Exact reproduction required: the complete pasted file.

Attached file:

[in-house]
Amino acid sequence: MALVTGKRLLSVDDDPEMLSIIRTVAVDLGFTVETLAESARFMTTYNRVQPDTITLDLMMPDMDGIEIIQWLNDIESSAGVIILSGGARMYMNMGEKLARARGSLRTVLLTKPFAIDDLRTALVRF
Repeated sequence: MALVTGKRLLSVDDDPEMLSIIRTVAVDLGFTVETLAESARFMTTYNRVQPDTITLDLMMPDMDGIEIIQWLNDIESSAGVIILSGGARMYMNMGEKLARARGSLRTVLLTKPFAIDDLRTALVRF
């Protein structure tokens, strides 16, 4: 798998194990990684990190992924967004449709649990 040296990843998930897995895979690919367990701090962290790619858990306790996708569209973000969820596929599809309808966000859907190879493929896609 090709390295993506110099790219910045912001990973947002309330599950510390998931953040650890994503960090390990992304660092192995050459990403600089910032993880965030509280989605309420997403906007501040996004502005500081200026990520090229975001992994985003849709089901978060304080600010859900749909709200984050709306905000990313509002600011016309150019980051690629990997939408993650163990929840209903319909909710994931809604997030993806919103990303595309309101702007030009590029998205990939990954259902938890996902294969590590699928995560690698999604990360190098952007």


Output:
[in-house]
Amino acid sequence: MALVTGKRLLSVDDDPEMLSIIRTVAVDLGFTVETLAESARFMTTYNRVQPDTITLDLMMPDMDGIEIIQWLNDIESSAGVIILSGGARMYMNMGEKLARARGSLRTVLLTKPFAIDDLRTALVRF
Repeated sequence: MALVTGKRLLSVDDDPEMLSIIRTVAVDLGFTVETLAESARFMTTYNRVQPDTITLDLMMPDMDGIEIIQWLNDIESSAGVIILSGGARMYMNMGEKLARARGSLRTVLLTKPFAIDDLRTALVRF
């Protein structure tokens, strides 16, 4: 798998194990990684990190992924967004449709649990 040296990843998930897995895979690919367990701090962290790619858990306790996708569209973000969820596929599809309808966000859907190879493929896609 090709390295993506110099790219910045912001990973947002309330599950510390998931953040650890994503960090390990992304660092192995050459990403600089910032993880965030509280989605309420997403906007501040996004502005500081200026990520090229975001992994985003849709089901978060304080600010859900749909709200984050709306905000990313509002600011016309150019980051690629990997939408993650163990929840209903319909909710994931809604997030993806919103990303595309309101702007030009590029998205990939990954259902938890996902294969590590699928995560690698999604990360190098952007």